Sharon Israel’s poems are full of song and detail, movement and color, the pleasures she brings to the page are many and varied.  We are as likely to find Israel’s speaker sighting owls in the Catskills, or helping in her dad’s butcher shop, as in the world of music implied by the title.  In Voice Lesson, Israel’s urge is alchemical, so that when she’s behind the counter, “scoop{ing} shiny brains into plastic bags” she is also arranging them “carefully like pale jewels.”  She’s after a kind of transformation, and urgesus, “Always make room/for that singing thing/inside you.” - Daisy Fried, author of Women’s Poetry: Poems and Advice

This is a powerful, intelligent work by a poet who knows how to share and sing her feelings.  Not afraid of intimacy, Sharon catches light in the darkness in these 22 poems with a fresh voice that will entice the reader to return to this book for her authentic displays of gratitude and tenderness.  The poems are a mixture of what is sacred, what needs to be remembered, music in the day-to-dayness of our lives.  She has the ability to receive even the world’s sensuality – “basso/mountain chords-ocean’s /salt and sweet palate/ of rives and lakes, island keys under chromatic/skies turned major or minor…” while honoring and celebrating a connection to family “Whipped by the wind on the mountain/I look to my son, breathein and sing.” - Rosaly DeMaios Roffman, author of I WANT TO THANK MY EYES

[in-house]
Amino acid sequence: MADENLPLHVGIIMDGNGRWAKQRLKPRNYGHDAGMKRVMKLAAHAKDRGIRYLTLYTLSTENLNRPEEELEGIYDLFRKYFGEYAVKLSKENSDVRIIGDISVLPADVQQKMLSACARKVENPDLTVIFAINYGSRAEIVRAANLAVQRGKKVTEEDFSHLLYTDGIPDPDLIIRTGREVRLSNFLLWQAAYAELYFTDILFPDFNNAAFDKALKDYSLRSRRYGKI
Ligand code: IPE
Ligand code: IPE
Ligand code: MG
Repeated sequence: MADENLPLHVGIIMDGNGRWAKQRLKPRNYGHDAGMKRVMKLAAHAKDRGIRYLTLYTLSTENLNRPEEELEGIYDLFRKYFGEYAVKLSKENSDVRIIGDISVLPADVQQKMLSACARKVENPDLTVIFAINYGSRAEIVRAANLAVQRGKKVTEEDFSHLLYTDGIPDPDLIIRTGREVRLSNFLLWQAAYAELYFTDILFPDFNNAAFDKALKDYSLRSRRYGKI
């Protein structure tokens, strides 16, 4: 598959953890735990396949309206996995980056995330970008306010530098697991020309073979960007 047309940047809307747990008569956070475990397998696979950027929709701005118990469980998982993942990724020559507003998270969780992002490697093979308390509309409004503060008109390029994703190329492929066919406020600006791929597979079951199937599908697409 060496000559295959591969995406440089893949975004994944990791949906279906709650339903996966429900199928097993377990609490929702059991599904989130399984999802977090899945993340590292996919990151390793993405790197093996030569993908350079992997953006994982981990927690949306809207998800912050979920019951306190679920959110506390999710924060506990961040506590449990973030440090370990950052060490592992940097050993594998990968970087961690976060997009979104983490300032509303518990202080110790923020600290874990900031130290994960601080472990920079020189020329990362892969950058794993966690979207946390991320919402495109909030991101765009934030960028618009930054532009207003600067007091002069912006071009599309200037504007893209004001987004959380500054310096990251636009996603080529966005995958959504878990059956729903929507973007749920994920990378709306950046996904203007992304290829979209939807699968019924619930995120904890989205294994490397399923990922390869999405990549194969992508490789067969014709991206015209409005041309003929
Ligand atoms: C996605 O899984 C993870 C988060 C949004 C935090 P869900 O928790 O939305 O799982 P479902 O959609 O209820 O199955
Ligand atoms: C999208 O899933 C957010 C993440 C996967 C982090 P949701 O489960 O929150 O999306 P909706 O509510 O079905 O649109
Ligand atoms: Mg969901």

Sharon Israel’s “Type Triple A” is a poetic Mobius strip whose title, meaning,, and sound all curve back on each other to create a beautiful effect. - Ken S, Editor, SPANK the CARP ( 

Voice Lesson is an exceptional debut by Sharon Israel, a gifted poet with profound verbal and musical skills.  The apt prescript by Walt Whitman is followed on the next page by the line “I shout my schedule electric,” which the entire book does, from the Elvis Presley imagism of “Stuck on You” to the remarkable energy of “The Hive” to the memorable “Melodrama at the Biograph,” in which John Dillinger is frozen in time yet still moves, a poem so taut with drama you will never forgetit.  Indeed the reader will never forget any of these poems.  The incantatory power of lines like “we sigh/we chant/we merge/we stay,” and that in many other lines, will be with us permanently.  Like Whitman before her,  Sharon Israel “breathes in and sings” with a breathtaking insight that sees inside surfaces and opens up worlds.” - Lee Slonimsky, author of Consulting with the Swifts: New and Selected Poems 1982-2015  

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Poems from Voice Lesson

"Pie Bird"    

"Fernand"     (Fall 2015, p. 14)

"Melodrama at the Biograph"

"Type Triple A"